Sonia: Now for our final question -- it's about "fund of funds." We touched on this in a previous podcast. Can you explain what these are, David, and the charges? What do you think of them?

David: OK, right. Let's say for instance that I am a fund manager, and what I do is I have a fund and I go out and I buy shares or bonds in various different businesses. So I am just a basic fund manager. So are you -- you are a basic fund manager and you also invest in various funds. Now somebody says, which one of our two funds is actually better?

Sonia: Obviously yours, David.

David: Well, not necessarily. So, what we then have is a third person and what that third person will do is to go around and have a look at the various funds, and it will say, Sonia's fund is actually quite good. Then we also have X, Y and Z fund is also quite good, so they will be picking the best of all that there is funds out there, because you have to remember there are literally thousands of funds out there doing all different things -- and the "fund of funds" manager says, I have the knowledge of the various funds and I can actually pick the best of all the funds so that you, as an investor, don't have to decide for yourself whether I want Sonia's or David's, or somebody else's for that matter of fact. So the "fund of funds" manager is somebody who says, I have total knowledge of everything that is going on in the fund market and I can discern, I can differentiate between Sonia's fund and David's fund.

Sonia: Do they just package funds then, so you would buy one financial product that encompasses several funds?

David: That is precisely what happens and there is a guy, for instance, called John Chatfeild-Roberts. He works for Jupiter Investments and he says, I have total knowledge of what is going on and I know that there is a very, very smart fund manager called David Kuo out there, and I want to invest in his fund. I also know that there is a very smart fund manager called Sonia Rehill, so I'm going to have a bit of her fund. And so, he will then sell his "fund of funds" because he's actually bought funds and he's packaged them into his own fund, which is why it's called a "fund of funds."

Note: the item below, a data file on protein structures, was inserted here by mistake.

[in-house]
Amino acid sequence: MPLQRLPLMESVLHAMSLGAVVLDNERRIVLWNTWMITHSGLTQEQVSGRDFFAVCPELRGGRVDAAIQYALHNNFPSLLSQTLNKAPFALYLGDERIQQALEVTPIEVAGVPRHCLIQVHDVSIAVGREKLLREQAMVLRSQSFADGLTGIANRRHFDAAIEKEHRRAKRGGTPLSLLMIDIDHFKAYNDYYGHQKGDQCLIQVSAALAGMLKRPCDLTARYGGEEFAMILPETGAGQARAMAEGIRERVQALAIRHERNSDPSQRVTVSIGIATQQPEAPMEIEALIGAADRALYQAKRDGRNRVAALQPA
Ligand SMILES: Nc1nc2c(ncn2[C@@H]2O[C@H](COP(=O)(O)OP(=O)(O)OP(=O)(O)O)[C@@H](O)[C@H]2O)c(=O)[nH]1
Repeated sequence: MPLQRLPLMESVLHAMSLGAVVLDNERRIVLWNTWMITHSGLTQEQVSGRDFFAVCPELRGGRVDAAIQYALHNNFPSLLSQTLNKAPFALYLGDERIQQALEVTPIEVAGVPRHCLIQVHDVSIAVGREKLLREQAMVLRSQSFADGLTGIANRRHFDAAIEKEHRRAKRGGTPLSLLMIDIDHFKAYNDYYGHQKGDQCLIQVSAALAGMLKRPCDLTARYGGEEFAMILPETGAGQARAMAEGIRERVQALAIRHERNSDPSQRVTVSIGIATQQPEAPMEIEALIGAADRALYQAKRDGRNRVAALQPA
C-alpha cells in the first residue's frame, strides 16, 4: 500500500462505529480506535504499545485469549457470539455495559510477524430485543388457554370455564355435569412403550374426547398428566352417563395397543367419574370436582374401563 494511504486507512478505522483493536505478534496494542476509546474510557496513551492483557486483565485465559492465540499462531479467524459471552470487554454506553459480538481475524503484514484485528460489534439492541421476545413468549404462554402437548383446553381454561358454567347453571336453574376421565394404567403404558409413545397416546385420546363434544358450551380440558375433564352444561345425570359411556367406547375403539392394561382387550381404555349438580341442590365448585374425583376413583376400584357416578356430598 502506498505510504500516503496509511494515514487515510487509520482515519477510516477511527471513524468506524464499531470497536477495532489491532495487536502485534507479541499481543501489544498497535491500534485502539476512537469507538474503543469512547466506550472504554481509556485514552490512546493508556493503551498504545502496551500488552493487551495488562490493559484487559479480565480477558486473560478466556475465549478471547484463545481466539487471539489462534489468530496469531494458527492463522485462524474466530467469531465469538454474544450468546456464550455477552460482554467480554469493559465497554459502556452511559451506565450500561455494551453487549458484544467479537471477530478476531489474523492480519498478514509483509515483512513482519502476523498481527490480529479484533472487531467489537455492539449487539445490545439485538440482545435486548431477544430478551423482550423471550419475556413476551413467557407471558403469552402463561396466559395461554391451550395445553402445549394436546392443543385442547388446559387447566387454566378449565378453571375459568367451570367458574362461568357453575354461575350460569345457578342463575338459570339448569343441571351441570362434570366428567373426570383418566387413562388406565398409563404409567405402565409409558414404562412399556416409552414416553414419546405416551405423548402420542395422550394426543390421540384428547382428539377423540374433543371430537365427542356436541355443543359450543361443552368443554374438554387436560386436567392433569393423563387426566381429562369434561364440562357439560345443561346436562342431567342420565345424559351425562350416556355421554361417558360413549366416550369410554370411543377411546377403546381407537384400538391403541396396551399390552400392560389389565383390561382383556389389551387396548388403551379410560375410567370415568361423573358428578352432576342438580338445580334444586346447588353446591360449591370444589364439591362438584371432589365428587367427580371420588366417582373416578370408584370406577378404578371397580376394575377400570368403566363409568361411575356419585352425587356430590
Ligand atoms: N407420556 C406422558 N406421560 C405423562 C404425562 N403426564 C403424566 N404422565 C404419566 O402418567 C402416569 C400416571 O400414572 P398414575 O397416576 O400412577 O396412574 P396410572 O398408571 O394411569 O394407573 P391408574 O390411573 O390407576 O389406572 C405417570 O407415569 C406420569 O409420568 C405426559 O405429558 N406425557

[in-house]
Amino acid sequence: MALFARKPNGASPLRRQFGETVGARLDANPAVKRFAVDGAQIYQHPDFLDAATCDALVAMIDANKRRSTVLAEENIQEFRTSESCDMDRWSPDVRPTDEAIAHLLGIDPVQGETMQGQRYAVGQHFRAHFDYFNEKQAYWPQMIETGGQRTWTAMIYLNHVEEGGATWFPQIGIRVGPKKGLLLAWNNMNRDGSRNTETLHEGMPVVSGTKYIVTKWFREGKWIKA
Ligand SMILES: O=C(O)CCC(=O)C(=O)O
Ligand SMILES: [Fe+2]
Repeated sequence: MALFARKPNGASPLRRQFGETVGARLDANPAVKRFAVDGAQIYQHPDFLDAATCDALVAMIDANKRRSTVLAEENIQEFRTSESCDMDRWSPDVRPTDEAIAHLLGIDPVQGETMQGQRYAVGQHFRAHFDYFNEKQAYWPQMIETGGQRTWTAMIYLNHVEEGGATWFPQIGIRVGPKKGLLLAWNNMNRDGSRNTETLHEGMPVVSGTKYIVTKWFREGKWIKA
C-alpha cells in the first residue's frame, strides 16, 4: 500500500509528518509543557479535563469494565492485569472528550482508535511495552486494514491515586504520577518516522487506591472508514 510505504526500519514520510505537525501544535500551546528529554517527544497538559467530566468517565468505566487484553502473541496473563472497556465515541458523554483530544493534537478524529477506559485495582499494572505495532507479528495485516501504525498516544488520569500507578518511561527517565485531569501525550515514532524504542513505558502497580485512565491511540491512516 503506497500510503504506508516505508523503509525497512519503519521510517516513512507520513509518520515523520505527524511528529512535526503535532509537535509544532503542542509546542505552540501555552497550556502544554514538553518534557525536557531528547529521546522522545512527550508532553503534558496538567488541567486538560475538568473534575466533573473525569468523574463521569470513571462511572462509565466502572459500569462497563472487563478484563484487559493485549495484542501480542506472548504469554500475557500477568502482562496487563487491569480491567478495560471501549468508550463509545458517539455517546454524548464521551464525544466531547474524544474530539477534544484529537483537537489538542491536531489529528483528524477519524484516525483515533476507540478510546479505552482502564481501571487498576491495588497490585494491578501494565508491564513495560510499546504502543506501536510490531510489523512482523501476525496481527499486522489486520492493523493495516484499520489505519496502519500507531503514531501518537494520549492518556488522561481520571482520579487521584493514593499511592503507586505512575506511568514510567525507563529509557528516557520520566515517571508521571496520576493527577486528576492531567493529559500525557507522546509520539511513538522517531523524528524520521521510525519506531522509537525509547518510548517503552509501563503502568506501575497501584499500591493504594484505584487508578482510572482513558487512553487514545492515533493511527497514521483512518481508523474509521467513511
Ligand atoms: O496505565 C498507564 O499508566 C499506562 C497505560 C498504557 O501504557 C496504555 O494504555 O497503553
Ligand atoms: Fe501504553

Sonia: It's exactly what it says on the tin.

David: It is exactly what it says on the tin, but there is one big difference. Remember, you as a fund manager will be charging fees for buying shares. I as a fund manager will be charging fees for buying my shares. So when he is a "fund of funds" manager, he will also charge a fee for picking those funds. So if you are investing in his fund, you will have to pay his fees together with your fees and my fees, and so you're paying two lots of fees.

Sonia: It sounds very expensive, David.

David: It is very expensive, and that is the whole point. Unless of course the "fund of funds" manager can outperform the market significantly, then of course you are paying two lots of fees. Now as we know, eight out of 10 fund managers cannot beat the market. So what this "fund of funds" manager is hoping to do is to try and find those two out of 10 fund managers who can beat the market. Can he do that? Well, that depends on how good his knowledge of all those fund managers out there is, and whether or not he has his finger on the pulse. If he is, then of course he's actually earned his stipend, he's earned his fee -- but if he hasn't, then what effectively will happen is that you as an investor will have had to pay more than one lot of fees and in some cases, two or three or four times the fees.

Sonia: Thanks, David. We've had some very interesting investing questions today and some great answers from you.

David: Yes, and I bet you can't wait to rush off and have a look at those Internal Rate of Returns on the Excel spreadsheet.

Sonia: I am going to play around with that actually this afternoon. How did you guess?

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Both David and Sonia own shares in BP. David also owns shares in Shell. Neither owns any other share mentioned. The Motley Fool has adisclosure policy. We Fools may not all hold the same opinions, but we all believe thatconsidering a diverse range of insightsmakes us better investors. Try any of our Foolish newsletter servicesfree for 30 days.